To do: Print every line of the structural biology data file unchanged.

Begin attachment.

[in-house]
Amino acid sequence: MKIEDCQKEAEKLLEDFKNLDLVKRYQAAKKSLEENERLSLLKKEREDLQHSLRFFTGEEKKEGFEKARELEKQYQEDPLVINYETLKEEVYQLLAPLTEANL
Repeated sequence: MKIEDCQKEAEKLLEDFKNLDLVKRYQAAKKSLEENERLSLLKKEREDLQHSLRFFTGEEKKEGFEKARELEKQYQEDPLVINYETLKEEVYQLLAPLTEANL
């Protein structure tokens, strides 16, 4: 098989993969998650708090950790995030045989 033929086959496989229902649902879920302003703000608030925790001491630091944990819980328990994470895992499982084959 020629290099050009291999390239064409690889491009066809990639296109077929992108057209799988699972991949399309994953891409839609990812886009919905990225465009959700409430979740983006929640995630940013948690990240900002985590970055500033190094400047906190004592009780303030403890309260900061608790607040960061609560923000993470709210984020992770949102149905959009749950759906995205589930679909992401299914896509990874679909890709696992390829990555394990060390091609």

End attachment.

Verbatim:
[in-house]
Amino acid sequence: MKIEDCQKEAEKLLEDFKNLDLVKRYQAAKKSLEENERLSLLKKEREDLQHSLRFFTGEEKKEGFEKARELEKQYQEDPLVINYETLKEEVYQLLAPLTEANL
Repeated sequence: MKIEDCQKEAEKLLEDFKNLDLVKRYQAAKKSLEENERLSLLKKEREDLQHSLRFFTGEEKKEGFEKARELEKQYQEDPLVINYETLKEEVYQLLAPLTEANL
């Protein structure tokens, strides 16, 4: 098989993969998650708090950790995030045989 033929086959496989229902649902879920302003703000608030925790001491630091944990819980328990994470895992499982084959 020629290099050009291999390239064409690889491009066809990639296109077929992108057209799988699972991949399309994953891409839609990812886009919905990225465009959700409430979740983006929640995630940013948690990240900002985590970055500033190094400047906190004592009780303030403890309260900061608790607040960061609560923000993470709210984020992770949102149905959009749950759906995205589930679909992401299914896509990874679909890709696992390829990555394990060390091609």